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right, that I could put the building in a good situation by fall. Let me hear from you. Direct to Madison.
Respectfully, yours, (Signed, DANIEL BAXTER.
Madison, August 30th, 1842. Join Y. SMITII,
Dear Sir :-1 am anxious to see you here, and hope you will come out as soon as possible. If you can bring out any materials for fixing the dome, do so. I have done most of the inside work except plastering and finishing the stairs, which cannot be done until the dome is done.
I want one or two joiners, and if you can send any, do so. If the lead for the dome costs more than the money in your hands, I will pay it at any time, and would have forwarded it if I had known the amount. If you cannot come immediately, please write, on the receipt of this, when you will be here. In my last letter, I made some suggestions about the manner of fixing the dome, and if the suggestions meet your views, bring the material for fixing it as I suggested.
Respectfully, your obedient serv't,
(Signed,) DANIEL BAXTER.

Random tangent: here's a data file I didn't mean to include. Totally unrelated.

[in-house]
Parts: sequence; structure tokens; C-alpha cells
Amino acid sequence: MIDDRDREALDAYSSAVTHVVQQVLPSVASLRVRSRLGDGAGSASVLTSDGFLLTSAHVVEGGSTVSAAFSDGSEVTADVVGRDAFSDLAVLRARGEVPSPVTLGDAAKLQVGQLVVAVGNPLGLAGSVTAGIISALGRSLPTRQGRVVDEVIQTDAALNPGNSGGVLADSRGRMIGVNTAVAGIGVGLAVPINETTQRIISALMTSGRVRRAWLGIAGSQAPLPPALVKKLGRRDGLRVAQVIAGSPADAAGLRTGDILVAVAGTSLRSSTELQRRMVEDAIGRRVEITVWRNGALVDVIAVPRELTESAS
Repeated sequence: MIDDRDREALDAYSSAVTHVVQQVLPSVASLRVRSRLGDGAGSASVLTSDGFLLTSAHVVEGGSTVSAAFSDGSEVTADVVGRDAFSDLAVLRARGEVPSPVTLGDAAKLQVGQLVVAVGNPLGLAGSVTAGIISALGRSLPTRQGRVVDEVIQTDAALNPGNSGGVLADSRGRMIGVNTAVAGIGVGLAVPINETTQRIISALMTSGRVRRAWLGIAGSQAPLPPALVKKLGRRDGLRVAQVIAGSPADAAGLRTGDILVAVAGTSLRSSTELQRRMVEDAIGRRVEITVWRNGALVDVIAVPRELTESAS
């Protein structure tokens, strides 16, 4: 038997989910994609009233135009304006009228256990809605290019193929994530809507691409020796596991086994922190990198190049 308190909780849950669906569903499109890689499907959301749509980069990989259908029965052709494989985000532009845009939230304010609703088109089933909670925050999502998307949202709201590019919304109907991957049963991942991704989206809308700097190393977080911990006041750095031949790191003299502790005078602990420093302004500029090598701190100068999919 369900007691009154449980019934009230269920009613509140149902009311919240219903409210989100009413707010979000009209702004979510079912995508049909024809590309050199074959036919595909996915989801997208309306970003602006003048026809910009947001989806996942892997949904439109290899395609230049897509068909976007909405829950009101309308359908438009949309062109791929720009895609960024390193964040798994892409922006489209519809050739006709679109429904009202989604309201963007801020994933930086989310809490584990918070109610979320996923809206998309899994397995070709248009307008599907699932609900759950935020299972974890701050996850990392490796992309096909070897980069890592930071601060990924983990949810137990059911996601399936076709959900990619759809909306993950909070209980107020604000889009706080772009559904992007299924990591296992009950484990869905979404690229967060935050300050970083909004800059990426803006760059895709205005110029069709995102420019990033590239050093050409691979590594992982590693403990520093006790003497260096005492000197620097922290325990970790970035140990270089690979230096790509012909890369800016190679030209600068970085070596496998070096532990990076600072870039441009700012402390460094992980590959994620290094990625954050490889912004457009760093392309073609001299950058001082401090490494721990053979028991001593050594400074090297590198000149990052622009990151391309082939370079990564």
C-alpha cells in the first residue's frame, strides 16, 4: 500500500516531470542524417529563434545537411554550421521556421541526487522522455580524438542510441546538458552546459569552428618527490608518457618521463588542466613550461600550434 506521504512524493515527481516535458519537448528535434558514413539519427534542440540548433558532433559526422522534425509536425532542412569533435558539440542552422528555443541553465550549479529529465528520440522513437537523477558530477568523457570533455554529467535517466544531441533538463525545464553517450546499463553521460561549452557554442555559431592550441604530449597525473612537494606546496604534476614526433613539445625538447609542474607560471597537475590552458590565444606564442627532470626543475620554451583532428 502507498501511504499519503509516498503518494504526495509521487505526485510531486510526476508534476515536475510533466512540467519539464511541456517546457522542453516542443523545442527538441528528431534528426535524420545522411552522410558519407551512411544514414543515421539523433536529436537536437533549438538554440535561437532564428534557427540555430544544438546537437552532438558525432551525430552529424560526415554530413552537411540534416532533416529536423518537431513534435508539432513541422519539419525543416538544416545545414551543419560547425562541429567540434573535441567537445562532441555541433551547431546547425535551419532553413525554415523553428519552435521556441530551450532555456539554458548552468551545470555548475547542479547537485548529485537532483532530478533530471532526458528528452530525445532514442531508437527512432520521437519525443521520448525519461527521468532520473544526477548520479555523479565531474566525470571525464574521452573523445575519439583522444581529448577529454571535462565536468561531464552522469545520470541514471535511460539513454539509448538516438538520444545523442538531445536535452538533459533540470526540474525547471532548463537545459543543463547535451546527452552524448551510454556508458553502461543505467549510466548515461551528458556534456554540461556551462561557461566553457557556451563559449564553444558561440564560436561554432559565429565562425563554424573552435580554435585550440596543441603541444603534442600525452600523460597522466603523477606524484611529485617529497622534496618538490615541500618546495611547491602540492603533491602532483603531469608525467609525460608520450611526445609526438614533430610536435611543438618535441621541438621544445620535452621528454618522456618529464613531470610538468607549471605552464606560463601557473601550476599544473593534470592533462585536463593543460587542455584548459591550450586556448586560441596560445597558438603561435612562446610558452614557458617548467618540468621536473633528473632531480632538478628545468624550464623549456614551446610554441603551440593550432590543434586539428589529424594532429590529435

Madison, Aug. 22, 1842. Dear Sir :-Mr. Baxter has now no men at work on the capitol, and for some time past he has had but one. He says the reason why he does not go on with the work, is because you are not here to give directions. At all events, he progresses so slow that I am satisfied he has not the least intention of completing the capitol this fall. I shall be constrained to cause suit to be commenced against him for his violation of his first contract, in order to secure the territory for the damages which have in consequence accrued, and which must hereafter accrue, if the capitol stands another winter unenclosed, and with the basement exposed to wet and frost. Baxter attributes the delay entirely to yourself, and doubts whether you intend to give any further attention to the capitol... If this is so, I shall be glad to be informed by youas there are many here who are willing to undertake to finish the building in six weeks, and I shall feel it my duty, in order to preserve the public property, to make a bargain with them, if I can, soon. Baxter is preparing to remove to Green county what little stuff and effects he has in Madison—which very clearly indicates what is his intention. He has done nothing to the dome or hips of the roof, and at every shower the floor and stairs and ceiling are covered with water, and if they remain so much longer, you must be aware that they will be totally ruined, as also the whole of the interior much injured. I hope to have the favor of hearing from you soon, if you are unable to visit this place.